Like Obama's speech on race ,which he gave following the comments of Rev. Wright, Obama's speech on patriotism was reactionary and designed not to dismiss his critics baseless attacks but at defining his own idea of acceptable and patriotic actions.
Obama states early in his speech, "I will never question the patriotism of others in this campaign and I will not stand idly by when I hear others question mine." Shortly after Obama makes this declaration he states that much of the debate on today's patriotism can find roots in the culture wars of the 1960's. Obama states:
Meanwhile, some of those in the so-called counter-culture of the '60s reacted not merely by criticizing particular government policies, but by attacking the symbols, and in extreme cases the very idea of America itself, by burning flags; by blaming America for all that was wrong with the world; and, perhaps most tragically, by failing to honor those veterans coming home from Vietnam, something that remains a national shame to this day.
Obama equates the "counter-culture of the 60's" with flag burning, blaming America for the world's wrong doings, and not honoring veterans coming home from Vietnam. This simplistic view of this era does little to understand the different viewpoints during the decade and resorts to tactics used by right-wing factions in this country. The phrase "blaming America for all that is wrong in the world" or "the blame America crowd" has been used recently by several pundits in the media to attack dissenting voices. Obama, who earlier in the speech claims that he will not attack anyone's patriotism in this campaign, does just that by painting members of a dissenting counter-culture in blanket terms and by failing to give examples of what exactly makes up the views of the people who he feels are "blaming America" for all the world's problems. Obama also makes no mention of the illegalities of the Vietnam War nor does he take into account veterans own testimony at the Winter Soldier hearings which call into question the honor of some of those who served. Are the soldiers who testified to atrocities which were committed in Vietnam part of the "national shame that remains to this day"?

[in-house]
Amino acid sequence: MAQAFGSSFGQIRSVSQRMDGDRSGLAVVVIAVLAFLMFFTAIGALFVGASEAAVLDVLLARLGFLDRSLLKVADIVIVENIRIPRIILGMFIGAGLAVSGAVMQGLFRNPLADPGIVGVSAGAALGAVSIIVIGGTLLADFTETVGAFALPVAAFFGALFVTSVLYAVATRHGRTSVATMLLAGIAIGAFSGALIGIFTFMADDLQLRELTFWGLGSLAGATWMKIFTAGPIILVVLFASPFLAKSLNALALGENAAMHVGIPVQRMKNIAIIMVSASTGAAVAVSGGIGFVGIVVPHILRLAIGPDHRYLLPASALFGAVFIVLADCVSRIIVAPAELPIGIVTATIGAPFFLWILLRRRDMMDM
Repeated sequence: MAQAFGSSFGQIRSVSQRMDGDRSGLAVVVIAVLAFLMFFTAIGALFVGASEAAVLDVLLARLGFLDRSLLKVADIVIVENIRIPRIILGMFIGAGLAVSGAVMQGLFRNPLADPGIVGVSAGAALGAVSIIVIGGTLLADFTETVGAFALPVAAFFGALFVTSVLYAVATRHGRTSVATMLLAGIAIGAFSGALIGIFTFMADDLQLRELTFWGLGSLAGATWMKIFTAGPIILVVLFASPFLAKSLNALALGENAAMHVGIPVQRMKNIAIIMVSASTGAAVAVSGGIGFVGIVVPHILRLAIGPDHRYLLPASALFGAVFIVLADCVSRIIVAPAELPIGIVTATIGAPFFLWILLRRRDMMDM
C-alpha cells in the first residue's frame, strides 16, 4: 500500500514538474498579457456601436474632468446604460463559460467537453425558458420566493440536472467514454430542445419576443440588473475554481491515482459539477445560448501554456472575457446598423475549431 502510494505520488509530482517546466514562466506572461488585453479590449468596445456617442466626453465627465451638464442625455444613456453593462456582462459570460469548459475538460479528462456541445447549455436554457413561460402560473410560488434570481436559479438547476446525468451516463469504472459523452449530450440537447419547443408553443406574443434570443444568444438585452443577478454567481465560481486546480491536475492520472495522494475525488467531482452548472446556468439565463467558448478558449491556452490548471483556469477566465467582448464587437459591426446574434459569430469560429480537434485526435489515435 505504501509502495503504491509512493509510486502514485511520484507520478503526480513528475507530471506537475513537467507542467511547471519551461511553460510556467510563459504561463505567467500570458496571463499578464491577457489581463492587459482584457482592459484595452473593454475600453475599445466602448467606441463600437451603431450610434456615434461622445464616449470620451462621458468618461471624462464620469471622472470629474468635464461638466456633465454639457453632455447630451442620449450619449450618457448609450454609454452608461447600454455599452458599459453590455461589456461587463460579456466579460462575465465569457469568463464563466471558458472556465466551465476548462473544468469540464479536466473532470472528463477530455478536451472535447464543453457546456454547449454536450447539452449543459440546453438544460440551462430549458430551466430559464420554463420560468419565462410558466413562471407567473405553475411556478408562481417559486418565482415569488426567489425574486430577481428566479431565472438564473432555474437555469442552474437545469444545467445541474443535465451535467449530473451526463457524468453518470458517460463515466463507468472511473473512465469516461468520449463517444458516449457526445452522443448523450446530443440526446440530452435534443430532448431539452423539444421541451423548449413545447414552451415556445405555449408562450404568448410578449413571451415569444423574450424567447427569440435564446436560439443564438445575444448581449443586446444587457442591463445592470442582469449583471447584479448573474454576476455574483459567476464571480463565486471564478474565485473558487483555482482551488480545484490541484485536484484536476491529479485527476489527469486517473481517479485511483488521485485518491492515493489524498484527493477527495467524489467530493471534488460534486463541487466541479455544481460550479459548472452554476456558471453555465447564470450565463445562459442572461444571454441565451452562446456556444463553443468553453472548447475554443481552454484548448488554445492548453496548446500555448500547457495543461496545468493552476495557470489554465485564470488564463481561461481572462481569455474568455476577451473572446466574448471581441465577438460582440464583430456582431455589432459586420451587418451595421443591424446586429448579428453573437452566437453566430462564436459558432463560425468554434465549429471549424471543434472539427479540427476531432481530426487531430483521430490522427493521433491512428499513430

All too often, our politics still seems trapped in these old, threadbare arguments, a fact most evident during our recent debates about the war in Iraq, when those who opposed administration policy were tagged by some as unpatriotic, and a general providing his best counsel on how to move forward in Iraq was accused of betrayal.
Obama's reference to the "general in Iraq" who was "accused of betrayal" refers to this ad run by MoveOn.org which criticized General David Petraeus for being a political General who would report findings favorable to the goals of the Bush Administration. There is no mention by Obama of the criminality of the Iraq War , but rather he equates the critique of Gen. Petraeus with the "counter-culture of the 60's" that he had already denounced. It is also noteworthy to remember that Congress passed a resolution denouncing MoveOn.org for running this ad and while Obama did not vote for the specific resolution, he did vote for a similar one to "strongly condemn all attacks on the honor, integrity and patriotism” of anyone in the United States armed forces."
Barack Obama's speech on patriotism was a reaction to the criticisms of the right and also served to put himself into a position that secured his support for the military while at the same time aligning himself with members of the right by denouncing the counter-culture of the 60's in simplistic terms. Barack Obama spoke about the sacrifice of those who served in Iraq, but failed to address that it was a forced sacrifice in an aggressive and illegal war. Obama praised the service of those who are fighting in Iraq "for a greater cause" but fails to address exactly what the cause is. This speech was an opportunity to have a deeper conversation about how patriotism can often obscure reality but instead the speech acted to echo baseless claims of the right and signal that he is in support of dissent, as long as it is the right kind of dissent.